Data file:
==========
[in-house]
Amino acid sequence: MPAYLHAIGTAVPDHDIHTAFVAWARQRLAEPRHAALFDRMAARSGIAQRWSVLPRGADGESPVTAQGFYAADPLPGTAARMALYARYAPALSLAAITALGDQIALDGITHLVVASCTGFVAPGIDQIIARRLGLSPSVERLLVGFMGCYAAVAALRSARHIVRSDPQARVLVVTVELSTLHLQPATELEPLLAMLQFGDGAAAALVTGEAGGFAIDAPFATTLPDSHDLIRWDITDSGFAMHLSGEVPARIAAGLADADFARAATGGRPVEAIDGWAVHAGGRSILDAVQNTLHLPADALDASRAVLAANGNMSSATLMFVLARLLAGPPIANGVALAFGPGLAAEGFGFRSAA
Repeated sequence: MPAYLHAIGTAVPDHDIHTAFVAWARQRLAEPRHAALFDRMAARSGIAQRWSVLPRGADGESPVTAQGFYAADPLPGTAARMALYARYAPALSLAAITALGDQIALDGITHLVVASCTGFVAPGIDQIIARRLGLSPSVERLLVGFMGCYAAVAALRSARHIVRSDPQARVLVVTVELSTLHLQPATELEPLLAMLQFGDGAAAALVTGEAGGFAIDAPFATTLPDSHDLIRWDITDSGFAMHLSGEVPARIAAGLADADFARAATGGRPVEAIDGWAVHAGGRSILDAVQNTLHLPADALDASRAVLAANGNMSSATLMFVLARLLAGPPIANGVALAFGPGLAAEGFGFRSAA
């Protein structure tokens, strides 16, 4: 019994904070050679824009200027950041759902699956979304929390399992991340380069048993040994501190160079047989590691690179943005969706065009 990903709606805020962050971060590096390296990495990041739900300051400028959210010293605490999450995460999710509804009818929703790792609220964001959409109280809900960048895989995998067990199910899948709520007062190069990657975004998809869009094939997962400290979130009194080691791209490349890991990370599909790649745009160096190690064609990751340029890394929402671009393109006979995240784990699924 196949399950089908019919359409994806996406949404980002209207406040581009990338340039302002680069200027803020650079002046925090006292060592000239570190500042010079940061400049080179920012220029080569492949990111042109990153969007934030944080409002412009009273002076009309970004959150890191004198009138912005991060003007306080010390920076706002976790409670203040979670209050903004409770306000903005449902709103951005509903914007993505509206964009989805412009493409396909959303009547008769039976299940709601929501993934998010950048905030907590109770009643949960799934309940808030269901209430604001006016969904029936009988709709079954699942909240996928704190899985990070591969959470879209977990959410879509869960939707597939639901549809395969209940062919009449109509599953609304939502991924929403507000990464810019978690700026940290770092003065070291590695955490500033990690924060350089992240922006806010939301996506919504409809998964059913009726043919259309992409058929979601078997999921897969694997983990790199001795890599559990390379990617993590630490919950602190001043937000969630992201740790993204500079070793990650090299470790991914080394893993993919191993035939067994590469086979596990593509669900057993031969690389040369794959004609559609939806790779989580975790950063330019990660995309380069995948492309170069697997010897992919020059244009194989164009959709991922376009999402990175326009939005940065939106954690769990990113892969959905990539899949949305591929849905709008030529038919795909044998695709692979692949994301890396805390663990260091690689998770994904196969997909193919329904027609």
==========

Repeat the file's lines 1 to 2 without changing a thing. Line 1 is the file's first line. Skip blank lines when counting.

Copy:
[in-house]
Amino acid sequence: MPAYLHAIGTAVPDHDIHTAFVAWARQRLAEPRHAALFDRMAARSGIAQRWSVLPRGADGESPVTAQGFYAADPLPGTAARMALYARYAPALSLAAITALGDQIALDGITHLVVASCTGFVAPGIDQIIARRLGLSPSVERLLVGFMGCYAAVAALRSARHIVRSDPQARVLVVTVELSTLHLQPATELEPLLAMLQFGDGAAAALVTGEAGGFAIDAPFATTLPDSHDLIRWDITDSGFAMHLSGEVPARIAAGLADADFARAATGGRPVEAIDGWAVHAGGRSILDAVQNTLHLPADALDASRAVLAANGNMSSATLMFVLARLLAGPPIANGVALAFGPGLAAEGFGFRSAA